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I am trying to convert a list of string names into symbols, which will then be used to store data. I have 24 files (where the name of each file is a member of the list mentioned above) that I need to process, which is why I am trying to accomplish my goal progammatically. The code below results in a Tag warning. I have read the normal documentation sources, and appreciate that you can not inappropriately assign something to a protected symbol, but this doesn't help me solve the problem.

Would you have any advice how to accomplish my goal?

Table[(ToExpression[mmsignalnames[[i]]] = 
   Extract[ToExpression[celfilenames[[i]]], mmammindices[[j]]]), {i, 
  1, Length[mmsignalnames]}, {j, 1, Length[mmammindices]}]

Set::write: Tag ToExpression in ToExpression[mmsignalGSM356796] is Protected. >>
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Creating many different symbols is an error-prone practice, because you need ways to manage them, which is hard in this case. What you seem to be needing is a hash-table, with keys being your names (as strings) - this is the second suggestion in the answer of @Mr.Wizard. – Leonid Shifrin Jan 26 '12 at 23:19
Hello Todd and welcome to the Mathematica StackExchange. Don't forget to upvote good answers (and other people's questions) using the triangle above the number next to the post, and use the checkmark to "accept" the answer to your question that you think best answers it. You now have enough "reputation" (points) to visit the chat room and chat if you would like. – Sjoerd C. de Vries Jan 26 '12 at 23:20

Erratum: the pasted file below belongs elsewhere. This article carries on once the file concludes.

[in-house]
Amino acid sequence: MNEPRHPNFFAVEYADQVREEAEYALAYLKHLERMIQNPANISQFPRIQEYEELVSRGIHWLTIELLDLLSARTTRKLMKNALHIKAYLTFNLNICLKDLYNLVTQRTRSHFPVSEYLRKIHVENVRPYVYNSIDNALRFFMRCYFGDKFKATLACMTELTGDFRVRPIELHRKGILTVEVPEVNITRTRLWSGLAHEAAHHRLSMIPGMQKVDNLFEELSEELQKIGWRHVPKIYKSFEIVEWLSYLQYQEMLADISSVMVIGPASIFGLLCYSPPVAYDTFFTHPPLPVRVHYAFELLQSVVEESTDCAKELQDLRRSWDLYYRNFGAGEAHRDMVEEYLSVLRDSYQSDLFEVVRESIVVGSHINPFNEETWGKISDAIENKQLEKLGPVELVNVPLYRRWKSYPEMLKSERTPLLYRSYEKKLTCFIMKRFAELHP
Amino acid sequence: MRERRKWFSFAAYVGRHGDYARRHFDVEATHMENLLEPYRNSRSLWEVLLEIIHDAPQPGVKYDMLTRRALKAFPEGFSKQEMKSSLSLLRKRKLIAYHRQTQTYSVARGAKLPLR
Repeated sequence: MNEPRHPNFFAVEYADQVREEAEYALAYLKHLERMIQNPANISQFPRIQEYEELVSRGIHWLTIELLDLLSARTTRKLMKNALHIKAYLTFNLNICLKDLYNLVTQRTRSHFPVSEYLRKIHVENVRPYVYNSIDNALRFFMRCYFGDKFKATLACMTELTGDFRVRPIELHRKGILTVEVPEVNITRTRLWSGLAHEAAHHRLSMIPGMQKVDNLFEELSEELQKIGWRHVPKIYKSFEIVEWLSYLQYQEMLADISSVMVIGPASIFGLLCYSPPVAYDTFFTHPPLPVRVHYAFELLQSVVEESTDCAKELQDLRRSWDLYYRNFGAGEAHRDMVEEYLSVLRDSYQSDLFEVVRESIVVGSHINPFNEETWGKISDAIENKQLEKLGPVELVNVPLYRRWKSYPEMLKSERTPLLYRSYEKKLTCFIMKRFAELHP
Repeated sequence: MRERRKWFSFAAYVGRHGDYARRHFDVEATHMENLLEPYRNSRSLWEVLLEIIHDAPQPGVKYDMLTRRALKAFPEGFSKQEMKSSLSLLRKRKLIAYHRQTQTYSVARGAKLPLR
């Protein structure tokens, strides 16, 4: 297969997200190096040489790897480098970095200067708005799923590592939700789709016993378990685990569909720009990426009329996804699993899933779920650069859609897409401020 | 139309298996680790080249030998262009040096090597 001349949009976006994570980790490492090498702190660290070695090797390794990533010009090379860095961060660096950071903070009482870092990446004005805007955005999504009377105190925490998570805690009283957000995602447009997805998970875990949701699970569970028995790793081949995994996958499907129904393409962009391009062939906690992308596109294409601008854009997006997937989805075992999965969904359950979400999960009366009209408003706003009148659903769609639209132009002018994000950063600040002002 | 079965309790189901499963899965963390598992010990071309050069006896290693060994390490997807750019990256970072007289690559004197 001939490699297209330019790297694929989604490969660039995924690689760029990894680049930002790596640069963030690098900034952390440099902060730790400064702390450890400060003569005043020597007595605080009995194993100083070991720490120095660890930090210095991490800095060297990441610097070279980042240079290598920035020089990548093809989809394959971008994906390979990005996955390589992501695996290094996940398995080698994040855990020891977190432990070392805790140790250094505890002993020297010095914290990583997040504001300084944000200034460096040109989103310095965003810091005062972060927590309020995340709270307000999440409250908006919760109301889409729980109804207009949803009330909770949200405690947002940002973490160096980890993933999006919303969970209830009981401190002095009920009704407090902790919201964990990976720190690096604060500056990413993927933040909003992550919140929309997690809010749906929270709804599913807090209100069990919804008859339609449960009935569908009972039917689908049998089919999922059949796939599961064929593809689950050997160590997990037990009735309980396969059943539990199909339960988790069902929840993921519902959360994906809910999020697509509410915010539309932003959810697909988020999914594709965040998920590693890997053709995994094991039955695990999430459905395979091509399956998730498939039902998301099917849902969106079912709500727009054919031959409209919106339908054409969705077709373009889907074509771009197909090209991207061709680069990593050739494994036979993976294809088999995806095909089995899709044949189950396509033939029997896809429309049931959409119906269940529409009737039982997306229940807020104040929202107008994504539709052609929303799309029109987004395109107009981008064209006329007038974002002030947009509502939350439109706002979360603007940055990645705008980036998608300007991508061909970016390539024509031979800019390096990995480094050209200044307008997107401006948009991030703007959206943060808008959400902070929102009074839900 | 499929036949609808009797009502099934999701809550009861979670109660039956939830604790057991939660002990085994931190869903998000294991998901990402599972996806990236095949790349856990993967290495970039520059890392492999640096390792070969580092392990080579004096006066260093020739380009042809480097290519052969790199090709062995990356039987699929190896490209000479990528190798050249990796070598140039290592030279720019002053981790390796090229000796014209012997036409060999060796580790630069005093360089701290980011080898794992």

5 Answers 5

up vote 23 down vote accepted

One solution is to use the third argument of ToExpression:

With minimal modification, a working version of your code would look like this:

    name = Extract[ToExpression[celfilenames[[i]]], mmammindices[[j]]],
 {i, Length[mmsignalnames]}, {j, Length[mmammindices]}]

(Untested because I don't have your data; but see below for the main idea and a small demonstration.)

The core of the method is this:

ToExpression["a", InputForm, Function[name, name = 1, HoldAll]]

ToExpression will wrap the result into its third argument before evaluating it. We can make the third argument a function that sets a value to the symbol (in this simple example it always sets the value to 1). HoldAll is needed to make sure the symbol won't evaluate when it is passed to the function.

You might find all the evaluation control I'm using here a bit confusing. To learn how to work with unevaluated expressions, I recommend reading

It is one of the best tutorials on the matter.

Finally, after answering your actual question, I'd like to suggest you use a hash table instead of symbols:

Instead of creating symbols from the strings "a", "b", "c", ..., and assigning to them, you could assign to myTable["a"], myTable["b"], ... This will make programmatic access to this data trivial. You won't need to bother with evaluation control nearly as much. And more importantly, you can avoid accidental name collisions with existing symbols. Here's an example:

(myTable[#] = 1) & /@ {"a", "b", "c"}
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The link to the Villegas tutorial is now – Michael E2 May 11 at 15:47
@MichaelE2 Thanks! Feel free to make the correction next time! – Szabolcs May 12 at 21:58